7. What happens at the end of my lease?

At the end of your lease if you have not renewed your lease you will then automatically enter into a month to month tenancy. You will still be considered a tenant and all obligations of yourself and your landlord under the Residential Tenancies Act (RTA) remain in effect. You will continue to pay your rent on the payment date that was outlined in your lease agreement. For example, if you paid your lease on the 1st of each month then you will continue to pay at this frequency. When in a month to month tenancy you are still required to give 60 clear days notice from a payment date to your landlord to end your tenancy.

8. There is a condo rule of no smoking on the balcony, but I’m not an owner. Do I have to adhere to this rule?

Yes, you, as a resident at the building, in this case a tenant, will have to abide by all the rules and regulations set out by the condominium.

9. Keys, fobs and garage door openers -these belong to the unit owner. If you lose them, you must replace them.

All property keys given to a tenant should be returned when vacating a property. A tenant can be held responsible for any lost items. The loss of keys, fobs and garage door openers can be quite costly. Be sure to fill out a key exchange form to prevent any misunderstanding of items in your possession when your tenancy ends.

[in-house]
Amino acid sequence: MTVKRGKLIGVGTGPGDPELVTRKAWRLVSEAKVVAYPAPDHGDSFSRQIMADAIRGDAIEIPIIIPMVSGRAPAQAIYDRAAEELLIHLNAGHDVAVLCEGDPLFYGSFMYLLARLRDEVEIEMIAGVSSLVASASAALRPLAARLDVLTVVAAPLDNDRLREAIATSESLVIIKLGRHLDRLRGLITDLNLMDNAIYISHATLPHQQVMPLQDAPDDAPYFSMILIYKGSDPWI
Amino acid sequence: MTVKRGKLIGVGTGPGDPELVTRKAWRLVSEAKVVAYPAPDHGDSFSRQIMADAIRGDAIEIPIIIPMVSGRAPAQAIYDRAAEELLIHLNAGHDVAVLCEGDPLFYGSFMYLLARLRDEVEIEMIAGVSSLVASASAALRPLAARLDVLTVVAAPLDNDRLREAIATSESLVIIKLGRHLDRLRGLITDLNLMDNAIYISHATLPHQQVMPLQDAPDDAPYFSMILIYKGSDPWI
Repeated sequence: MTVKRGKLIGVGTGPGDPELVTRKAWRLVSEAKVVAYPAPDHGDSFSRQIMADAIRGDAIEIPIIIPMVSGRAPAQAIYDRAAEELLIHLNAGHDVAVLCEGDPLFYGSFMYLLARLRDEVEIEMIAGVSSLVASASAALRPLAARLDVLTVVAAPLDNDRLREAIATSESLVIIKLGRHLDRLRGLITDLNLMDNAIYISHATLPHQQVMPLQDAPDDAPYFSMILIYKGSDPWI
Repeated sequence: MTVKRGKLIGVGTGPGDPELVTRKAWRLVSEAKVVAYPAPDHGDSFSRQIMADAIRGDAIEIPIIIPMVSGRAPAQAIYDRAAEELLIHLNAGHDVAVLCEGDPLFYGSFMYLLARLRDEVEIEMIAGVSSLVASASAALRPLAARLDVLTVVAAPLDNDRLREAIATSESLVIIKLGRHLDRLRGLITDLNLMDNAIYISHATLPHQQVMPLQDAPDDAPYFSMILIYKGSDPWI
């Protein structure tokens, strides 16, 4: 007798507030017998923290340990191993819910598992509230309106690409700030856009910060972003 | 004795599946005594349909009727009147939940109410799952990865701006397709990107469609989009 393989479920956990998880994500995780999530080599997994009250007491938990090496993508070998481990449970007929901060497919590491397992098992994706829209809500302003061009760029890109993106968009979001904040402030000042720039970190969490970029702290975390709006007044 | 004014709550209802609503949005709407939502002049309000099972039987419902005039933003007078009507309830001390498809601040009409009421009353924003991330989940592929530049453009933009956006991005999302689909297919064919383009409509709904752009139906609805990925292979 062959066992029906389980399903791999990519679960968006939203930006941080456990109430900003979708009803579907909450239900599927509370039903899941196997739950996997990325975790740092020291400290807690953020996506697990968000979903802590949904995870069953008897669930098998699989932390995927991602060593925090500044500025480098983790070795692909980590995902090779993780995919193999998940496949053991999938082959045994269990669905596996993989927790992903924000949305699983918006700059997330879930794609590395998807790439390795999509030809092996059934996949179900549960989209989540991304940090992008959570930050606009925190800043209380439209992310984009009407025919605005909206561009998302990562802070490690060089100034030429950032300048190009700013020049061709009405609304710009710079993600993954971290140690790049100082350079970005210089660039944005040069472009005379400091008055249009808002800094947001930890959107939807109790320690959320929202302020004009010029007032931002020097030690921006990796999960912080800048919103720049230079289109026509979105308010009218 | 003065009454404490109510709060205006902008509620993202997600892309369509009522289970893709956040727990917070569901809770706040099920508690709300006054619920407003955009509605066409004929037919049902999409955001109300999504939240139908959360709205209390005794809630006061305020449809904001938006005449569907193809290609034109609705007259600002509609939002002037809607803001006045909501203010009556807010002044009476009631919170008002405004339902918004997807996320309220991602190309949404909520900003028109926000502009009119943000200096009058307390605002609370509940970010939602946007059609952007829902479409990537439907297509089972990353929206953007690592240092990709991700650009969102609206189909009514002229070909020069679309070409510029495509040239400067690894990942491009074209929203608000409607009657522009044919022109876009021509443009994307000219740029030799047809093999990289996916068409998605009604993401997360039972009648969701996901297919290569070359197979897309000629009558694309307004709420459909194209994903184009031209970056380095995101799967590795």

10. What about security deposit/rent deposit?

Once you decided to rent a condo, a landlord can legally collect; at most, the equivalent of one month’s rent as deposit. It is illegal for a Landlord to collect a security deposit. Deposits for keys can be taken if refundable and can be no more than expected key replacement cost.

11. What about damages at the end of my tenancy?

Normal wear and tear is expected. If you damage or abuse the premises you will be expected to fix it. Damage or abuse would be larger items such as damaged floors or large holes made in walls to mount a T.V. The obligation for repair would be the responsibility of the tenant to fix and restore to original condition.

12. What if I need to move prior to the end of my Lease? What are my options?

According to the Residential Tenancies Act (RTA) you do have the right to sublet the unit at your expense. However, the Landlord has the right to approve the new tenant but cannot unreasonably refuse your request to sublet. Many landlords and tenants will negotiate an exit plan that is mutually agreeable.

13. Do I have the use of all of the amenities?

Yes, as a resident of the condo building you do have access to all the amenities and are expected to treat the facilities and follow all rules as if you were an owner.

14. What restriction is there on decorating? Can I paint?

Decorative changes are usually stated in a clause in your lease. For example, a tenant can ask for permission to paint a unit but the colour and contractor for service may be restricted. A landlord may have it stated that you use their own preferred contractor and that you only choose from approved standard colour samples.

15. What about pets?